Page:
Japanese handmade paper, washi, is made from the inner bark of the kozo, gampi, and mitsumata bushes. It is another outgrowth of Buddhism, and one of the first references to it is in the Nihon Shoki, completed in 720 and one of Japan's two earliest histories. It mentions that Buddhist sutras were presented by a priest, Doncho, who was also a paper maker.

The purity of the water used in the process and the skill of the maker result in distinctive characteristics of the end product. Today, there are specifications for the paper used for print making, calligraphy, and painting. Some of the most beautiful examples can be seen in wrapping paper and stationery, but these are not the only uses to which washi is put, as the art work below demonstrates.

 

Masaaki Endo created this artwork using a technique called kiri-e, or "cut art." During the Heian period (794-1185) members of the royalty began to wear clothing made from the new art of paper making. To distinguish one family from another unique designs cut from the paper were used as decoration. This was the beginning of kiri-e. The technique most closely recembles the making of stained glass. Other examples can be seen at Endo's studio.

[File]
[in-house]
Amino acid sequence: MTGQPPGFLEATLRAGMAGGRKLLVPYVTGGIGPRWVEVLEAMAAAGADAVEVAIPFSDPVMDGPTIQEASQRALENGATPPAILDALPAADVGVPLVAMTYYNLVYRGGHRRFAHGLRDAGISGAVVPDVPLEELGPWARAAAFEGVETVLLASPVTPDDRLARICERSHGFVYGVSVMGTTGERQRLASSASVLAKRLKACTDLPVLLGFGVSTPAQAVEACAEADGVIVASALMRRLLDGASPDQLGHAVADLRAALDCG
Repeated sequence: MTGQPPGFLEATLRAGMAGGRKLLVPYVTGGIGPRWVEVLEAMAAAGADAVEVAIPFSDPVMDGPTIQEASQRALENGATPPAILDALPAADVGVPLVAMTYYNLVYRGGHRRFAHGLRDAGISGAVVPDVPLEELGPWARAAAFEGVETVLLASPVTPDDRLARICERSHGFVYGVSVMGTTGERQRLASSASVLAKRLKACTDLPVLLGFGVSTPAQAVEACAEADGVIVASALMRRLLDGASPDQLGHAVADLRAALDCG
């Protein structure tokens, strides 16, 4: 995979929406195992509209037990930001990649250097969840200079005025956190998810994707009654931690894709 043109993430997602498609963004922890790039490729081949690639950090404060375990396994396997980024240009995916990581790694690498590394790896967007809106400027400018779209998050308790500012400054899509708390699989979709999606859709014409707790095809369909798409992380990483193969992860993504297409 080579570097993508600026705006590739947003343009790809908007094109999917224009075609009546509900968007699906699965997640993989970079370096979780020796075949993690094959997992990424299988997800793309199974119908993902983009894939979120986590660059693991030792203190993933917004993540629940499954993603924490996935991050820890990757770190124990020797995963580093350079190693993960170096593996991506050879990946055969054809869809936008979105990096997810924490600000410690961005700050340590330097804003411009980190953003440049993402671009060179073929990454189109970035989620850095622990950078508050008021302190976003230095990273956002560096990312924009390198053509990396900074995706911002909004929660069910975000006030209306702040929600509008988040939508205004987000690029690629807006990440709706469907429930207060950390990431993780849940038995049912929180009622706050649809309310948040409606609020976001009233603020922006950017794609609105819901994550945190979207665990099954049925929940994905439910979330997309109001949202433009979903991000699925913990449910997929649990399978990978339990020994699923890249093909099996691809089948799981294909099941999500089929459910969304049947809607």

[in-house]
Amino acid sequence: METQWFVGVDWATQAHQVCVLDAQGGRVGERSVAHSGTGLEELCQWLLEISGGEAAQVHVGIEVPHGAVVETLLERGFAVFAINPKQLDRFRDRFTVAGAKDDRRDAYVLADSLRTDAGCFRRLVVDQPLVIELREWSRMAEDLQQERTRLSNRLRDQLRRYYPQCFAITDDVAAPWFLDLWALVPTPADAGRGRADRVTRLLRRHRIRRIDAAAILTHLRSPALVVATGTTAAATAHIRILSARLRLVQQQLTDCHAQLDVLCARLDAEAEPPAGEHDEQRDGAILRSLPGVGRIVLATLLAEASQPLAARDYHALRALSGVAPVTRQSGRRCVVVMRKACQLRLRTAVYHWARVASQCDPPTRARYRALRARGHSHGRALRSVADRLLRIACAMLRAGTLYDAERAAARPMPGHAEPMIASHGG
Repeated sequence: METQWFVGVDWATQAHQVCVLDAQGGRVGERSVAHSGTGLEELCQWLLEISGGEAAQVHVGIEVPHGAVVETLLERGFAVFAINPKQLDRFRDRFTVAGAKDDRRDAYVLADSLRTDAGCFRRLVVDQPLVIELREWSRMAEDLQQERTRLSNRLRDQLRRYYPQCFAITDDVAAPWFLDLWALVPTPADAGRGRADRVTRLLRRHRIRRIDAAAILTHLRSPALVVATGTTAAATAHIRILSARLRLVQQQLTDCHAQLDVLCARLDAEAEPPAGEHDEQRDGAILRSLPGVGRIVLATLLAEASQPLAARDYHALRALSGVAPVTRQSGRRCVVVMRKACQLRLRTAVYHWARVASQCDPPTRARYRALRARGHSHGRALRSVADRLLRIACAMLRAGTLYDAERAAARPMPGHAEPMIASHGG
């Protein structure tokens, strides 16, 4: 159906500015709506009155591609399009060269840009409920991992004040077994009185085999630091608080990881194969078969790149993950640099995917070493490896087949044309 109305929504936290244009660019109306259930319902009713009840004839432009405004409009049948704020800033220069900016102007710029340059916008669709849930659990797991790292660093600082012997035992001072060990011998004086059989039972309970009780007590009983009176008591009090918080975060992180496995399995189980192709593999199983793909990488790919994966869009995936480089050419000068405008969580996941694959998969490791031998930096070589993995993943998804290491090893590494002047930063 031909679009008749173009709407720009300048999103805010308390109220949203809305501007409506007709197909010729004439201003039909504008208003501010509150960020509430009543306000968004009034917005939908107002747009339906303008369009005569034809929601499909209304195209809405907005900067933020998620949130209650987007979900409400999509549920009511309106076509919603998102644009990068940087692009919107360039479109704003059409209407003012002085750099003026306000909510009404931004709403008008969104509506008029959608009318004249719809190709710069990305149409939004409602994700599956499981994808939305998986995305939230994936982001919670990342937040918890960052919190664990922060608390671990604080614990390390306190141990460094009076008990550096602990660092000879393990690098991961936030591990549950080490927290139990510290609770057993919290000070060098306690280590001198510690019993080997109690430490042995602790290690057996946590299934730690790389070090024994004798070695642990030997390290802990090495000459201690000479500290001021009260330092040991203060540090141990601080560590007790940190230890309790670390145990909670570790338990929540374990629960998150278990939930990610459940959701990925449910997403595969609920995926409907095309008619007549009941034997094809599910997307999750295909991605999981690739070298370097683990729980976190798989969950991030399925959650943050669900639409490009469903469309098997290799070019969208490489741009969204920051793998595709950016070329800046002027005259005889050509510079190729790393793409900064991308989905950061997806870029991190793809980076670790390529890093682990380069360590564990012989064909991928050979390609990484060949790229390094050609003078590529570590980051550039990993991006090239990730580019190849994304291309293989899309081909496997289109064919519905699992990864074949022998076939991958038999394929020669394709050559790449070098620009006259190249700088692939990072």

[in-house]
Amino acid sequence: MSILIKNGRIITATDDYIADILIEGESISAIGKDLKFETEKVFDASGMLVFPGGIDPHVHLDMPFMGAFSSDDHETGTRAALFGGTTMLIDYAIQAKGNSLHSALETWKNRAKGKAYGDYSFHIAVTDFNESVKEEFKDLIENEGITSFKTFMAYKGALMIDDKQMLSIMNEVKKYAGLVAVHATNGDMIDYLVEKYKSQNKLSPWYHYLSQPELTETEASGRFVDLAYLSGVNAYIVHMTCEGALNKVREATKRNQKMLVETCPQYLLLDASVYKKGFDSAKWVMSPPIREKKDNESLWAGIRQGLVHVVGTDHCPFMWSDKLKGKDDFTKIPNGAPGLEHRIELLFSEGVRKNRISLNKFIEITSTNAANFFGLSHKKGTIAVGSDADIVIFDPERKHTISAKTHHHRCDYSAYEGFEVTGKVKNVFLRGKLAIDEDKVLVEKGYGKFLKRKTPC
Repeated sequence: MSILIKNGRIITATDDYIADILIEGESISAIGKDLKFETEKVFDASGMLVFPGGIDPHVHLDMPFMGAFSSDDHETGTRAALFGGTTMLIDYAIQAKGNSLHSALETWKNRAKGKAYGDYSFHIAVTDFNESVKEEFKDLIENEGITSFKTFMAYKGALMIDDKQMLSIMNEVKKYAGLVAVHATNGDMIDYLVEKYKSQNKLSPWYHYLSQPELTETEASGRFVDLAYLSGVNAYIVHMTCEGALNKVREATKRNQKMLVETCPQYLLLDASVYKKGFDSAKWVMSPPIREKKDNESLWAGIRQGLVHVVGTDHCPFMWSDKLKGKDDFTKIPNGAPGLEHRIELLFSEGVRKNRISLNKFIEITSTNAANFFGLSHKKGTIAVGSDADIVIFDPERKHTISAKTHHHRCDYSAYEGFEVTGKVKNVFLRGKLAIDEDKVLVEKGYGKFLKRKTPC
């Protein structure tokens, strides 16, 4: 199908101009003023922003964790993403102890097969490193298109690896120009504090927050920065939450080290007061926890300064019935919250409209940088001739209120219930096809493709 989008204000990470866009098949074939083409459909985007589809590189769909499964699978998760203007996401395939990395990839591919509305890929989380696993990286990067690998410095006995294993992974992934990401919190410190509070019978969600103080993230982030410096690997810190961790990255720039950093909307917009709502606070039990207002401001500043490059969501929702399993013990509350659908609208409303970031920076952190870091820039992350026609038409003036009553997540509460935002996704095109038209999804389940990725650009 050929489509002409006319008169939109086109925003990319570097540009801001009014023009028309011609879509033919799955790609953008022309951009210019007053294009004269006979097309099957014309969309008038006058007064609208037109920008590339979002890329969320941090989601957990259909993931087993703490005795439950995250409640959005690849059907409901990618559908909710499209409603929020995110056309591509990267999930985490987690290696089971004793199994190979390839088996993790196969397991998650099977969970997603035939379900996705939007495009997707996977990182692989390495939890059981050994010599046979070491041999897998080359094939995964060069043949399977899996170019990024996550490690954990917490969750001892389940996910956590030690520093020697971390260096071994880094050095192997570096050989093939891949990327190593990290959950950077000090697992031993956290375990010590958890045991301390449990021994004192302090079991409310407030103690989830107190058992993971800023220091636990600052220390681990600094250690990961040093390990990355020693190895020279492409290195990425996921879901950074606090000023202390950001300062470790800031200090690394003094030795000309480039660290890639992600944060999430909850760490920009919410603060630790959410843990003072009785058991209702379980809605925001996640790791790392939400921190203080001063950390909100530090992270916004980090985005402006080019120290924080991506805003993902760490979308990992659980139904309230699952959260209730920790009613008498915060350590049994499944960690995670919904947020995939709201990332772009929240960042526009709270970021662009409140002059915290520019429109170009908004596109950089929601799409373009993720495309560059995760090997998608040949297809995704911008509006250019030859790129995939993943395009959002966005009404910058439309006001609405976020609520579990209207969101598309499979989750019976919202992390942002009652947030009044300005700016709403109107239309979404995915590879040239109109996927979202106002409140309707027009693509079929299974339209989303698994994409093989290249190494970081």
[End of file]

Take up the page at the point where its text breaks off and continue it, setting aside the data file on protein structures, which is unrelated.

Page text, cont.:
The information above came primarily from A Handbook on the Art of Washi, from the All Japan Handmade Washi Association, and from Eri Takase Jackowski, a shodoh (calligraphy) teacher. Her website has several photo essays and articles on the subject.



Noshi (decoratively folded paper, left) adds elegance to the wrapping ofa formal gift onhappy occasions. Chopsticks are sometimes placed inside paper orikatasheaths (right) forNew Year meals and other festivities. The washi paper is folded, thentied with mizuhikipaper strings, which are colored gold and silver, or red and white.

(Photo by Kobayashi Tsunehiro; artwork and explanation by Araki Makio)

Special thanks to the Japan Information Network for permission to use this photograph from the Nipponia section of their information-packed web site.





 

 

Fascinating Folds' on-line catalogue of material for origami also includes some nice examples of washi